Libros San Cristobal

Catherine E. Docter, William George Lovell, and Christopher Lutz, The Village Churches of Santiago de Guatemala, 1524-1773 / Fachadas de las Iglesias de los Pueblos de Santiago de Guatemala, 1524-1773 (Santiago Zamora Sacatépequez, Guatemala: Libros San Cristóbal, 2010. Copy 7 of 200. Graphic Arts 2011- in process.

This fine press edition documents the remaining sixteenth-century village churches in and around Santiago de Guatemala. Pen and ink drawings of twenty-two buildings were transferred to metal relief plates, printed and hand-colored by Grove Oholendt. The accompanying two letterpress books—one in English and one in Spanish—include twenty-two tipped-in photographs by Mitchell Denburg. Each volume is covered in traditional Maya hand-woven petate paper weaving and the woodcut endpapers are printed by the Guatemalan artist Guillermo Maldonado.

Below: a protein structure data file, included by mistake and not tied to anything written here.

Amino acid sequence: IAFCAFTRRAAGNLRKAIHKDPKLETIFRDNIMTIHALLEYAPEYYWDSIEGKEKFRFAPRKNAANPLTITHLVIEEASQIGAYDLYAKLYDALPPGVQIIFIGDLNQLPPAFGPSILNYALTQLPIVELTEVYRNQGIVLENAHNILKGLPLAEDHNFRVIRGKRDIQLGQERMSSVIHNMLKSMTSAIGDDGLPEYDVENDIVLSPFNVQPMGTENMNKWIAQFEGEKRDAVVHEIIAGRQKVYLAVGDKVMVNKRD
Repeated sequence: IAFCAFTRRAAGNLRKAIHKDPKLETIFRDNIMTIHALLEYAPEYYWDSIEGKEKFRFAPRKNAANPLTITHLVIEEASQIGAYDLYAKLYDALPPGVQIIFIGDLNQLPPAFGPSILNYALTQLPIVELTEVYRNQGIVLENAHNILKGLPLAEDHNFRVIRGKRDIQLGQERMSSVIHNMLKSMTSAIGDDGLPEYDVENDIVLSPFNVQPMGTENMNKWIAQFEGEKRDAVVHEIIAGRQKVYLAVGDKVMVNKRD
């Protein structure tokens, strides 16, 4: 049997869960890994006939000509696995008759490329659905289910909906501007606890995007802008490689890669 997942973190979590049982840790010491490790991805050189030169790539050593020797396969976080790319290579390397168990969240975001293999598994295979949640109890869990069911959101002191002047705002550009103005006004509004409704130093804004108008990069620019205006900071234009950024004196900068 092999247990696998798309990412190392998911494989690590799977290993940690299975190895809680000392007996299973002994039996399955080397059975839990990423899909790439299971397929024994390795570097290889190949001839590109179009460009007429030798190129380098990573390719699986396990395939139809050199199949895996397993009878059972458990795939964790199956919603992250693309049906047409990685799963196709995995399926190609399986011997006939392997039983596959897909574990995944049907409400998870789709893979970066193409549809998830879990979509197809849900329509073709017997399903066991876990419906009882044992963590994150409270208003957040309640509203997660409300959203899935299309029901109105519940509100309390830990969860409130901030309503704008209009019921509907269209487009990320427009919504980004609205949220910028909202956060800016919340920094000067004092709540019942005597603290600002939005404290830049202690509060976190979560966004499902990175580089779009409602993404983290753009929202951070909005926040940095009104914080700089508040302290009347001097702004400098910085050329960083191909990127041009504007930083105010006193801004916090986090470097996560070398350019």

“Libros San Cristobal is a fine book press and atelier located in Antigua, Guatemala. Our hand-publishing studio produces limited edition fine books and portfolios on Central American subject matter. …Between Mexico and Colombia, we are the only fine press making [letterpress] books about the region, in the region. …All publications are made under one roof, by a team of three Americans and four Guatemalans, all Kaqchikel Maya. We do [letterpress] printing with type [cast] in San Francisco and metal plate impressions made in Guatemala City; we hand craft our boxes, case work, and fine bindery; we illuminate, paint, hand stamp on imported as well as our own fine amate fig park paper … .”